Moonshine is also known as Rotgut, white lightning, bathtub gin, popskull, panther's breath, and corn liquor.
Rum was first distilled using molasses from sugarcane plantations in the Caribbean.
Prior to the Revolutionary War, it's estimated that each person drank an average of 3.6 gallons of rum per year.
Gin started off as an herbal medicine in the Middle Ages.
The Gin Craze in England began when thousands of gin shops opened during the 18th century.
Bourbon is made from a grain mixture containing at least 51% corn.
American whiskey is exported to over 100 countries worldwide.
Most bourbon is produced in Kentucky or Tennessee.
Distilling in Kentucky is a tradition likely started by Scottish and Irish immigrants in the late 18th century.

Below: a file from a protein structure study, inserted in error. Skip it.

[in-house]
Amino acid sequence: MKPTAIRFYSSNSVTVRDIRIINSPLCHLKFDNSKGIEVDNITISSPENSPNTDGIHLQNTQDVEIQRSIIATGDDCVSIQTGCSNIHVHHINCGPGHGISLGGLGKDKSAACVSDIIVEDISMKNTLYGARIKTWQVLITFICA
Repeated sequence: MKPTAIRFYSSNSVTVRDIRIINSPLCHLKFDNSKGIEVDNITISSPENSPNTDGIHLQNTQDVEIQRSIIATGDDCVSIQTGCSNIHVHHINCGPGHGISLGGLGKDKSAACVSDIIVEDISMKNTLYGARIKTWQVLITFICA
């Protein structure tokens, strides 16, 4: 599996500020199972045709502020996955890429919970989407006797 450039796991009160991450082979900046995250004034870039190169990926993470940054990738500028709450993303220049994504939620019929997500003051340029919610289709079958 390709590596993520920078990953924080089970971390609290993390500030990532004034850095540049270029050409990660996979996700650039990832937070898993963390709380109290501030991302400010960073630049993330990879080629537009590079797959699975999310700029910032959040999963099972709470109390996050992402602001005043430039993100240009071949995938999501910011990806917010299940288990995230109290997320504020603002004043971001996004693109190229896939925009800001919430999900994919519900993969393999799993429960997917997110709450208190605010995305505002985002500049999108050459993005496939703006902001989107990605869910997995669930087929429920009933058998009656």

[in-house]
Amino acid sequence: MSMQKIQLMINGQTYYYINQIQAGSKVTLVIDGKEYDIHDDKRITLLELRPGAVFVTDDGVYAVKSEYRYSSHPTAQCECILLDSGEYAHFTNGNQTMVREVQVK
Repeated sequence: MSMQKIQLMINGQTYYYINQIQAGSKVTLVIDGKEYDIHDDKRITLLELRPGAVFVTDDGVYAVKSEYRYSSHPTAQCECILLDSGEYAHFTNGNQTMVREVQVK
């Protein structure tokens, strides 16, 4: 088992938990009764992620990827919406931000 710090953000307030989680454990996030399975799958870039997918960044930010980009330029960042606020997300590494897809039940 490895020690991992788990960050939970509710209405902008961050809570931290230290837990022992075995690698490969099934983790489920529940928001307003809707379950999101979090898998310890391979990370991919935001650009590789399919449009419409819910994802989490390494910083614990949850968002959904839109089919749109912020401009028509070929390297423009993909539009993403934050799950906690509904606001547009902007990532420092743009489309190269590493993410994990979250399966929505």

Alcoholic fruit juices, including wine and hard ciders, were often exceptions during Prohibition.
Cocktail mixers became popular during Prohibition because they helped mask the smell and taste of bootleg liquor.
The term "moonshine" comes from Britain, where it originally was a verb, "moonshining."
During Prohibition, Coca Cola was advertised as the ideal "temperance drink."
Alcoholic beverages contain 13 minerals.
The winner of the first ever NASCAR race had used the same car to make a bootleg run just a week earlier.
A thump keg can be used to catch any remaining bits of mash and re-evaporates the alcohol to filter it out.
Fruits can be used instead of grains in the moonshining process.
"Lose on the track, and you go home. Lose with a load of whiskey, and you go to jail." -Junior Johnson
"Well, between Scotch and nothin', I suppose I'd take Scotch. It's the nearest thing to good moonshine I can find." -William Faulkner